BERLIN (Reuters) - German Chancellor Angela Merkel’s conservatives and the Social Democrats (SPD) agreed on Wednesday that they wanted to renew their 2013-2017 ruling ‘grand coalition’ - but the fate of Europe’s largest economy is now in the hands of SPD members.
Here are some facts about the upcoming members’ ballot.
* The SPD has roughly 464,000 members who will get the chance to veto a grand coalition in a postal ballot. The party has said their vote will be binding. A ‘No’ would mean Germany faces a minority government or new elections.
* Many grassroots SPD members are skeptical about joining another alliance with Merkel, especially since its last four years as junior partner to Merkel’s conservatives since 2013 culminated in the SPD’s worst election result in the postwar period.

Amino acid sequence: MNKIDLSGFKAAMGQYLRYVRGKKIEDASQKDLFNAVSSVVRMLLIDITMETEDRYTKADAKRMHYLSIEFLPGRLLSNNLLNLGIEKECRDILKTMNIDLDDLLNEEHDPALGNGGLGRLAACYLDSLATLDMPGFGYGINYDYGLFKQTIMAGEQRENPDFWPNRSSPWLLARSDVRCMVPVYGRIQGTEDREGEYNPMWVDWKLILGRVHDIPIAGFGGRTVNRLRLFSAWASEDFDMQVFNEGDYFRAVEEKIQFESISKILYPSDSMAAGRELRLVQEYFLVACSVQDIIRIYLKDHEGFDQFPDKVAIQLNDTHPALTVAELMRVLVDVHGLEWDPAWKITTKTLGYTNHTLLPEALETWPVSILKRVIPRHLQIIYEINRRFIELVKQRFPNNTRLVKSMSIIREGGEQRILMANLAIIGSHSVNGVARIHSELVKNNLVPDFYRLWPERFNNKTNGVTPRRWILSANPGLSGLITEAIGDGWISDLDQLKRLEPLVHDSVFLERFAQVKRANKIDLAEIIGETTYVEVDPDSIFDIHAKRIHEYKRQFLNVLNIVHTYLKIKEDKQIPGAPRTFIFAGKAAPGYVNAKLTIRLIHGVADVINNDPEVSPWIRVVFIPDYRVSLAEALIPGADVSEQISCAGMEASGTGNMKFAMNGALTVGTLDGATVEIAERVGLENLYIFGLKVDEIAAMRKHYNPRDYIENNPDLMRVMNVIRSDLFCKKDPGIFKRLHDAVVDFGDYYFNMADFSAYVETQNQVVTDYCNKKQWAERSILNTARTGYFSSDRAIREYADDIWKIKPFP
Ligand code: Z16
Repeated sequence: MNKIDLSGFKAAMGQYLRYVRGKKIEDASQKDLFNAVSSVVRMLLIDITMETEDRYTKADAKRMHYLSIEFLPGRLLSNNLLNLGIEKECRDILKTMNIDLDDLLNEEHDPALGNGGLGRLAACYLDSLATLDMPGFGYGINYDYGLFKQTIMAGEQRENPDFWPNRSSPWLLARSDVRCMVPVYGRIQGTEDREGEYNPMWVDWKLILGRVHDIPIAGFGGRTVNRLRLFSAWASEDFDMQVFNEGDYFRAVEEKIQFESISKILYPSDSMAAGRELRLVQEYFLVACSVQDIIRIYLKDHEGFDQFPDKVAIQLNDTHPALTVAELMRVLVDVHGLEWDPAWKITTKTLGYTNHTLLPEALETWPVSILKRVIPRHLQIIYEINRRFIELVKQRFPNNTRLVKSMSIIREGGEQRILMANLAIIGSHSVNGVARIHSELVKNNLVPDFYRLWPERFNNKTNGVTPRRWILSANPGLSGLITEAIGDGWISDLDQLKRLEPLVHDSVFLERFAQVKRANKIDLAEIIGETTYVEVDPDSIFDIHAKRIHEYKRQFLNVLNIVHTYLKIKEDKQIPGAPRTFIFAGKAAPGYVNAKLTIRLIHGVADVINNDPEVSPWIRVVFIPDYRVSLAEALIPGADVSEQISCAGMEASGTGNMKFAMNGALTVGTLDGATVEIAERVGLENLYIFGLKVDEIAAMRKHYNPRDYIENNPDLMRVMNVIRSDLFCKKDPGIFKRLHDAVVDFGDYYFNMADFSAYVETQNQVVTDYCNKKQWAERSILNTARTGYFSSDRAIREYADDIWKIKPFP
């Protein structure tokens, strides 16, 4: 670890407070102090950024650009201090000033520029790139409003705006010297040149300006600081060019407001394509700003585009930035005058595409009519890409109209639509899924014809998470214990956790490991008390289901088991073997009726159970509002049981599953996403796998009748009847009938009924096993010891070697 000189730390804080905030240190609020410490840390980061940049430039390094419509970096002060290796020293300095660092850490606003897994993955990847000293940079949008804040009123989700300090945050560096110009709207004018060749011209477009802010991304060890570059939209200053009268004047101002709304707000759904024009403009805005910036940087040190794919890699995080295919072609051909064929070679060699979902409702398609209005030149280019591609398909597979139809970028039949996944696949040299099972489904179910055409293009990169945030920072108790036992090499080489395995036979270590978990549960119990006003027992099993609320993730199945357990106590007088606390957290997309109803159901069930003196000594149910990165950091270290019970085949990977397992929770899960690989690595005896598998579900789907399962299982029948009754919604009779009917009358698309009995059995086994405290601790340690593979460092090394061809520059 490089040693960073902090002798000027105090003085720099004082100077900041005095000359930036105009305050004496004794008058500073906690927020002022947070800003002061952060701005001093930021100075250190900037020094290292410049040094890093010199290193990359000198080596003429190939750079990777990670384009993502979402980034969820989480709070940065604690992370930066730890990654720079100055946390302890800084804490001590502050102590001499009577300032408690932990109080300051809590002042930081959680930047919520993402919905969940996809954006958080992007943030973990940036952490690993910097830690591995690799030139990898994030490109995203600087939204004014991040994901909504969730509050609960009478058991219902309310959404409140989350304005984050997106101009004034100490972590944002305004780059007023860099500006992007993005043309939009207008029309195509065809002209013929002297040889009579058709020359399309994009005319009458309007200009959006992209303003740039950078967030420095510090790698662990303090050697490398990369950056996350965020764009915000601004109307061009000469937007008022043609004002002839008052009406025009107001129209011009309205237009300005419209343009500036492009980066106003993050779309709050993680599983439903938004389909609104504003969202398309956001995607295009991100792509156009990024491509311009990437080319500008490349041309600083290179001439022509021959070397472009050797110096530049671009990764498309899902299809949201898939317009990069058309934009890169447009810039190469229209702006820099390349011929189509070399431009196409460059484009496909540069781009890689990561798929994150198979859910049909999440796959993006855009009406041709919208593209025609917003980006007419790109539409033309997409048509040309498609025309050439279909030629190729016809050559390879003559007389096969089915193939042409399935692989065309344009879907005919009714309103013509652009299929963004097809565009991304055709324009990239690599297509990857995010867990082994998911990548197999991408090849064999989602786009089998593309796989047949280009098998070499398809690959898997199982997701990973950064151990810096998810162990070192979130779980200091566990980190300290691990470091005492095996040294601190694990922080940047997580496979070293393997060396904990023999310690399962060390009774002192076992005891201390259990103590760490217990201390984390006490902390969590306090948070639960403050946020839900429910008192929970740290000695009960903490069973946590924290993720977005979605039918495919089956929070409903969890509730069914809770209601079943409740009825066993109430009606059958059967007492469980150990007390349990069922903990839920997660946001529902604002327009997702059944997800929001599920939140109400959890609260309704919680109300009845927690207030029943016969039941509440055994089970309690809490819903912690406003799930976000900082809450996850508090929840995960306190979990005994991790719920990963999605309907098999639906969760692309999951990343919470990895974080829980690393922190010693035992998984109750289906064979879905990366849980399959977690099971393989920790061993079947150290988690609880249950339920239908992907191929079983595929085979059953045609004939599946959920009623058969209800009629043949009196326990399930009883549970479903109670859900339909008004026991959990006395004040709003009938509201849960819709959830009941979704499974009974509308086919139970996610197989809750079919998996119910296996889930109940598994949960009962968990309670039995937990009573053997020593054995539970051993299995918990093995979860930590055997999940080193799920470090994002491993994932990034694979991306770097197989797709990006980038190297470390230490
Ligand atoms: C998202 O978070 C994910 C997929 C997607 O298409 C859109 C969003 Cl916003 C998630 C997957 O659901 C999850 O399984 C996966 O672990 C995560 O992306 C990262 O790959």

* More than 24,000 people joined the SPD between the start of the year and the Feb. 6 deadline to be allowed to vote on the deal.
* Many of the newcomers were encouraged to sign up by the SPD’s youth wing, the Jusos, which opposes another grand coalition. The Jusos fear such an alliance could herald a further drop in votes for the SPD while ceding the prominent role of largest opposition party to the far-right Alternative for Germany (AfD).
* After its heavy losses in September’s election, SPD leader Martin Schulz vowed that the party would go into opposition to revamp itself. It agreed to coalition talks with Merkel only after other options were exhausted, and with the stipulation that it would put any deal to its members.
It also conducted a members’ ballot before joining Merkel’s government in 2013.
* The postal ballot will run from Feb. 20 to March 2.
* The result is due to be announced on March 4.
Reporting by Michelle Martin; Editing by Kevin Liffey